ZULFIKAR: Zulfikar Ramzan, Chief Technology Officer, RSA. We couldn’t be more excited about the opportunity to be an independent company again. As you know, for many years, RSA was independent really from its founding until it was acquired by EMC. Then for many years, we were part of a bigger entity. I think one thing that’s really exciting is the idea that we can now take control of our destiny. We can focus on the key areas that we think are important for the security industry and reclaim our spot as the premier vendor in that space. It’s something RSA has held onto for many years. The strength of the brand on its own is phenomenal. Not just the company but the algorithm, the history, all the pieces behind it.

PAUL: It is a pretty amazing history; three academics at MIT who invented the RSA encryption algorithm. I know, obviously, that’s kind of your area of expertise. Talk about what the impact of that was, and some people might point to that as really the birth of the modern cyber-security, information security, industry.

ZULFIKAR: Yeah, I would wholeheartedly agree, Paul. If you go back, the algorithm was invented in ’77. Actually, April ’77 is when the initial technical report was written. It was Ron Rivest, Adi Shamir, Len Adelman; R, S, and A. At the time, if you go back and think about what the world was like in 1977, at that time the idea of the academic community even working on cryptography was outlandish. It was almost a fool’s mission in multiple levels. Number one, you were competing against the federal government which had a head start at R&D, and way more resources. Number two, there was a real question of whether the research we did would see the light of day or whether it was gonna be forced to be classified.

Remember, all this stuff has significant national security implications. There was a real risk that the government wouldn’t allow a private company to work on these areas and advance it further. Then finally, there were technical limitations. Today, I can run the RSA algorithm on a split second on my smart phone and it wouldn’t be an issue, but if you go back to ’77, Ron, I remember, had to actually build or design custom hardware, VLSI chips, to actually [00:05:00] be able to implement the RSA algorithm correctly. Even their first version didn’t work. They tried to spend all this time optimizing this VLSI layout, and they sent it off for fabrication and it came back and didn’t work. They had to do a lot of work on all these very basic issues that today we take for granted, but I think at that time were pretty profound.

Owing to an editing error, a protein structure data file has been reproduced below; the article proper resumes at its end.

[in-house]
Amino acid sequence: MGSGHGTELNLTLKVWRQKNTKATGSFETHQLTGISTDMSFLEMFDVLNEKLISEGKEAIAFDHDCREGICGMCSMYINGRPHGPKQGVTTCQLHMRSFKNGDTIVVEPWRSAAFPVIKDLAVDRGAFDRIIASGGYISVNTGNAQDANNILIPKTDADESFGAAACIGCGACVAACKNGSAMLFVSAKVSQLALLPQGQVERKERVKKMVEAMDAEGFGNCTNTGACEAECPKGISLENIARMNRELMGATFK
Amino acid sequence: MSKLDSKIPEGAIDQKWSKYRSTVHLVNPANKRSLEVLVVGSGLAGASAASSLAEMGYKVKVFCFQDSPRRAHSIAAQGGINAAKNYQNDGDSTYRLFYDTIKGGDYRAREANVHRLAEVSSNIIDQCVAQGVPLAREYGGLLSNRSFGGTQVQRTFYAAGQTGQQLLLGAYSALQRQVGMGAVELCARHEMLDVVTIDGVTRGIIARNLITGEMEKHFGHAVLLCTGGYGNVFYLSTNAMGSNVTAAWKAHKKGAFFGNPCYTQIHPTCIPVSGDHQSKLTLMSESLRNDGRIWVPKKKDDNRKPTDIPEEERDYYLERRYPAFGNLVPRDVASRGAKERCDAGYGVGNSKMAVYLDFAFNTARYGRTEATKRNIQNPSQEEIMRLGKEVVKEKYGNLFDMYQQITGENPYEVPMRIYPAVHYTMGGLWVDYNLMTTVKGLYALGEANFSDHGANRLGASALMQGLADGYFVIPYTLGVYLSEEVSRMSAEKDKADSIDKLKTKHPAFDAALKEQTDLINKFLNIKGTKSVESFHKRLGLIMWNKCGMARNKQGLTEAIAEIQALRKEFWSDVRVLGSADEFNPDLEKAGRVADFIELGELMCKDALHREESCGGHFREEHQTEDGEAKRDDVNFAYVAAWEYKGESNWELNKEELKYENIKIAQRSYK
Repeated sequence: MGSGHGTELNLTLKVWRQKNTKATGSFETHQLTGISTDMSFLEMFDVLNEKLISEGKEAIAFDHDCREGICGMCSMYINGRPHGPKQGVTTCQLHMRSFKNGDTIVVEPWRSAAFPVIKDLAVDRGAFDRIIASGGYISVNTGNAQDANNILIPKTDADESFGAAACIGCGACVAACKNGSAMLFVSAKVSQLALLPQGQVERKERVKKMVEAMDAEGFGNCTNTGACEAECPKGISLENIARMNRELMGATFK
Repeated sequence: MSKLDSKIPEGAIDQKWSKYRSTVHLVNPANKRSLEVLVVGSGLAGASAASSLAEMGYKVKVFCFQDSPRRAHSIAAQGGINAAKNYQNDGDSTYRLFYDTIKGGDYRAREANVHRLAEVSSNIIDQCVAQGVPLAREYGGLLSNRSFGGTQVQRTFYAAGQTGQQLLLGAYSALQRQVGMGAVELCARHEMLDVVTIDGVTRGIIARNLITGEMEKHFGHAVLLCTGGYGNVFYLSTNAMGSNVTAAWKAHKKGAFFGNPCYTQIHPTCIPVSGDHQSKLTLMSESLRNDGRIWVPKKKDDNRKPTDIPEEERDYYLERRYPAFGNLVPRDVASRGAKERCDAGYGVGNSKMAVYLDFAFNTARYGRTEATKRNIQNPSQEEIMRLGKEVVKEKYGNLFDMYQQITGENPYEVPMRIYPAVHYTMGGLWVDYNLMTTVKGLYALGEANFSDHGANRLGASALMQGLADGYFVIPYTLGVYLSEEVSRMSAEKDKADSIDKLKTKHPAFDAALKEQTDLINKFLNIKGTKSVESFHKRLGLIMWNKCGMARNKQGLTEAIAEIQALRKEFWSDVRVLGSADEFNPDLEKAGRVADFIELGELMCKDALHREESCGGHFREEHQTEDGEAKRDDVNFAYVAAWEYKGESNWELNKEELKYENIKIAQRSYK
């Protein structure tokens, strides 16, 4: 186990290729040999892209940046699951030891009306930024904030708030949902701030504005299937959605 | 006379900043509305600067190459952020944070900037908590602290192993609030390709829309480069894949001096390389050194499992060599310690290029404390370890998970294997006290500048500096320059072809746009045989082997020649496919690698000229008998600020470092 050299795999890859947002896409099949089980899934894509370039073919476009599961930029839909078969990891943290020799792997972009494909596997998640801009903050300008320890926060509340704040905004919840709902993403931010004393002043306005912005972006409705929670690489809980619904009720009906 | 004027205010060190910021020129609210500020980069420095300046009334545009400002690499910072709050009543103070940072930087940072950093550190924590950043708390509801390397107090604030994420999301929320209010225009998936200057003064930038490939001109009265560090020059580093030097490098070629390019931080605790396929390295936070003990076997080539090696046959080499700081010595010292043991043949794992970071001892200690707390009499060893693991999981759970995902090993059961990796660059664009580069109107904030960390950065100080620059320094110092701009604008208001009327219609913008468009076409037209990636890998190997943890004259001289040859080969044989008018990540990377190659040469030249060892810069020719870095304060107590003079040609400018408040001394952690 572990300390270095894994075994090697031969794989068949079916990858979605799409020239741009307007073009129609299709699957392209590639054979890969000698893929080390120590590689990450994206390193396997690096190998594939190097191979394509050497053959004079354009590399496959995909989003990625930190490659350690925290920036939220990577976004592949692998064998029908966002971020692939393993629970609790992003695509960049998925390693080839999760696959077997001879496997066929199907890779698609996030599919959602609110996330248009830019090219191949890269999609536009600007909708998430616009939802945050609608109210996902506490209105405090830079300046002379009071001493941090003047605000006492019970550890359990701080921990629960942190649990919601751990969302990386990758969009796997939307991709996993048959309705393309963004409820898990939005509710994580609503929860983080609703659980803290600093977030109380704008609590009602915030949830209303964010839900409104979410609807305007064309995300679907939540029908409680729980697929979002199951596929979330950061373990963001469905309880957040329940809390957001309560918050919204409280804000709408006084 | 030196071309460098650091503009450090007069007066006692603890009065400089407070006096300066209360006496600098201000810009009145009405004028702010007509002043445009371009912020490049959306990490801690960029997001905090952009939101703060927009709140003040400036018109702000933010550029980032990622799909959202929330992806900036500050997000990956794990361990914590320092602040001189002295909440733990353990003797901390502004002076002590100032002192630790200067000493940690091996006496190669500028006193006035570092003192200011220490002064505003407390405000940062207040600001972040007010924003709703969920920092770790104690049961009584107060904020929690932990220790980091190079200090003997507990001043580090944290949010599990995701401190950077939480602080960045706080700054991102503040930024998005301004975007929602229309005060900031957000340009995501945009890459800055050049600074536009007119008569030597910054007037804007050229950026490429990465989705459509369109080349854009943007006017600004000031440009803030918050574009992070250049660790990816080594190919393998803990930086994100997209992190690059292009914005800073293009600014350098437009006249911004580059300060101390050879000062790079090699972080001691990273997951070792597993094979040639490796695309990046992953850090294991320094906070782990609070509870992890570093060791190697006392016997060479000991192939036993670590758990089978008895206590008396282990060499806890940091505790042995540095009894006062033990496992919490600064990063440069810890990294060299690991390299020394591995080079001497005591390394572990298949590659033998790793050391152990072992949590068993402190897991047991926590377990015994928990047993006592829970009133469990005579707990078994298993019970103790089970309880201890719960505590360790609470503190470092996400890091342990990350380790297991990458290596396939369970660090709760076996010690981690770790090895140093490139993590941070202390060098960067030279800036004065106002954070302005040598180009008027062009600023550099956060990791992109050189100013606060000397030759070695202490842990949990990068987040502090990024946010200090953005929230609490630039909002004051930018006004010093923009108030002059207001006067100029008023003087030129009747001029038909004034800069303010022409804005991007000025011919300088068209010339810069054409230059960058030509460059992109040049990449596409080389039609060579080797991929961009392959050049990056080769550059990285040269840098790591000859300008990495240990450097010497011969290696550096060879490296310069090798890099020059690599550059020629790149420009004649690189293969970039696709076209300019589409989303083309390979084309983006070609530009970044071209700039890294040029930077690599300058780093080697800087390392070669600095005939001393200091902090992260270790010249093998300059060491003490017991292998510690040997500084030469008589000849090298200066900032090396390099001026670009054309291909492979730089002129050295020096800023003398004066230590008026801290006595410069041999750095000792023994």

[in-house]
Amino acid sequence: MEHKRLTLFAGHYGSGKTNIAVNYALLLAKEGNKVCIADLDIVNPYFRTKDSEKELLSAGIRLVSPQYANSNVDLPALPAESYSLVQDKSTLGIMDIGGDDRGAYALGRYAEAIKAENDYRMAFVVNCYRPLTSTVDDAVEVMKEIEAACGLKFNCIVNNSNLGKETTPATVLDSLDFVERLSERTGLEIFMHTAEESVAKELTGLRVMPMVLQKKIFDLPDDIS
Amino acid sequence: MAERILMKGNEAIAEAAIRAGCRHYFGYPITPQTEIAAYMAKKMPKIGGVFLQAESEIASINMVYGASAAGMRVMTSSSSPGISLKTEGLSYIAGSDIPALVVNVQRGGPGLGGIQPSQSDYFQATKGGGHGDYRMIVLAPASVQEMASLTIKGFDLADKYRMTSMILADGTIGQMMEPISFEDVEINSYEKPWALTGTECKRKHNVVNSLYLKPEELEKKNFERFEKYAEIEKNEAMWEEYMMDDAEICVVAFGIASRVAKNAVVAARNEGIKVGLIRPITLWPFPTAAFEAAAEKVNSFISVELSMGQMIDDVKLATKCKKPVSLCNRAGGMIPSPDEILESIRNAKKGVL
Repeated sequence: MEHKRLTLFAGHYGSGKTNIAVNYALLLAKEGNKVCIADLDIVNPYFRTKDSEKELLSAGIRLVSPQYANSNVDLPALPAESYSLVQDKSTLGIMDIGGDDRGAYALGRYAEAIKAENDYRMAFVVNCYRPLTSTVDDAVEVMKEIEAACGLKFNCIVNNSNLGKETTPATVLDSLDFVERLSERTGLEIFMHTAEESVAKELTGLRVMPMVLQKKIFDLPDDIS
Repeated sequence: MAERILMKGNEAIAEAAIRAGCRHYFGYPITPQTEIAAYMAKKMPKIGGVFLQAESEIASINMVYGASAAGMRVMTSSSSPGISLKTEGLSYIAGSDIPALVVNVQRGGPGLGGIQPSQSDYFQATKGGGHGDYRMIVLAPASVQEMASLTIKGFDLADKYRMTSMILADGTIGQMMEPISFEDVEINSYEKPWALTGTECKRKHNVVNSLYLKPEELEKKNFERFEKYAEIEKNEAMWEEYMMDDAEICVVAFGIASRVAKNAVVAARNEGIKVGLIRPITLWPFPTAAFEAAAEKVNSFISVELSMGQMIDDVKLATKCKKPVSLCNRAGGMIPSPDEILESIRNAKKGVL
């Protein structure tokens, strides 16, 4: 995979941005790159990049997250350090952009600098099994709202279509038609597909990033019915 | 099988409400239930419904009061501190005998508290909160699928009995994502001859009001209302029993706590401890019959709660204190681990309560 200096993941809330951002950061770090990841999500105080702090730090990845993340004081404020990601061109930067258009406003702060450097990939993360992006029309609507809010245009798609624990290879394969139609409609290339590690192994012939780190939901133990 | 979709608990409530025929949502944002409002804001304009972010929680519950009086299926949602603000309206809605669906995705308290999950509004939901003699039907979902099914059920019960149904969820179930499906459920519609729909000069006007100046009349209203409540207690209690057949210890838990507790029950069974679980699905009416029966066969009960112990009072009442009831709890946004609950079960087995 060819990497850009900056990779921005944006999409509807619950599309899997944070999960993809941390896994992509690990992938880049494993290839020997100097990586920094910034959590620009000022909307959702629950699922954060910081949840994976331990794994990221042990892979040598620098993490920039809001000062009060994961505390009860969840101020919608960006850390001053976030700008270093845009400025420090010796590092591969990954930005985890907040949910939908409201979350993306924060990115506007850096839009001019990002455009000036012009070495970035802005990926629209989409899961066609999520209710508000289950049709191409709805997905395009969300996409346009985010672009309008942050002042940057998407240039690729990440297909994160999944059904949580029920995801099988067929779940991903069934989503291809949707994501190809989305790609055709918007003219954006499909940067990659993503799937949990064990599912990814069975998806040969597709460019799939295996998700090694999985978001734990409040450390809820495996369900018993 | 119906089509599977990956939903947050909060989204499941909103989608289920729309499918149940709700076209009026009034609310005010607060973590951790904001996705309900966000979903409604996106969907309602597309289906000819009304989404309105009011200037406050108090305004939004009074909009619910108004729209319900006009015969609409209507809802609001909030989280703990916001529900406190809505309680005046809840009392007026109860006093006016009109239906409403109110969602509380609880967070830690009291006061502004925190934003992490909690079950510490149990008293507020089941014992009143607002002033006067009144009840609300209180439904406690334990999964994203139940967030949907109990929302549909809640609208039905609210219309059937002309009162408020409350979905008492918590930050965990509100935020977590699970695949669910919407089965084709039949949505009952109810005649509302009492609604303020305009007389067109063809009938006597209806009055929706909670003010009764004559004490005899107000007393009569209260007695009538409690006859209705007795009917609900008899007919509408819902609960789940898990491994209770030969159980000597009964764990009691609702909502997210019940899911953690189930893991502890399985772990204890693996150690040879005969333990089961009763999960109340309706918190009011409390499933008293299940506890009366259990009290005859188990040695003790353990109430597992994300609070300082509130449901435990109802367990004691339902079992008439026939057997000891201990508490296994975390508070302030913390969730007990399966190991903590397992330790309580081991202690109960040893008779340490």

PAUL: Yeah, I mean, ’77, obviously the height of the Cold War. Encryption was all tied up with spycraft and the competition between the Soviet Union and the Soviet Union and the United States and other nations around protecting classified information, signals intelligence, that type of thing.

ZULFIKAR: Right, and for many years, cryptography was classified the same way that physical arms were. A machine gun and a cryptographic algorithm were considered the same thing from a certain legal perspective. There were a lot of issues around how you could even explore cryptography. If you actually worked on cryptography in the US and came up with an algorithm in the US, you weren’t allowed to export that code or export that capability outside the US if it failed to meet certain criteria. Just think about that for a moment. That was not long ago. Every now and then, I think these issues do resurface but there were, again, some major fundamental hurdles. But I think when you look at what this technology enabled, it’s just pretty remarkable.

You go back and think of the early days of the Internet, right? So, ’77, the Internet was ñ existed, but people weren’t using it the way we do it ñ the way we do today. I would say in the 90s, we began to see this pivotal movement of the Internet into the mainstream. I think what drove that movement was the idea of electronic commerce. All of a sudden you could enable people to buy and sell goods online, and that created entirely new business models. What really enabled electronic commerce at a fundamental level was the ability to conduct secure and trustworthy transactions. If I can’t trust you over the Internet, there’s no way I’m gonna transact with you. Trust is a foundation of modern commerce.

It’s the foundation of society and moving. What R, S, and A did is effectively with their algorithm enabled trust on the Internet. They essentially were able to usher in a brand-new era of digital transformation and that’s just an amazing accomplishment. It’s easy to lose sight of that fact when you’re making a purchase on Amazon every day. We’re not really thinking about the dizzying array of mathematical computations that make that transaction a reality. If we take a moment to step back and think about that element, it is quite profound.

PAUL: You’re listening to a Spotlight edition of The Security Ledger Podcast. This Spotlight podcast is sponsored by RSA Security. I think one of the things that you see a lot in the information security space, Zulfikar, I’m sure you’d agree, is that companies and technologies emerged to solve discreet problems, right? Whether that’s fraud or identity or intrusions or data leak or what have you. That’s just been the pattern forever, but of course, companies don’t need lots of different products. They need a few products that kind of talk to each other and integrate well. Talk just a little bit ñ I mean, so, RSA looked at one way has some discreet products and identity and fraud and threat detection and information management and so on, but talk about how these products fit together and the sort of holistic view of RSA’s solution.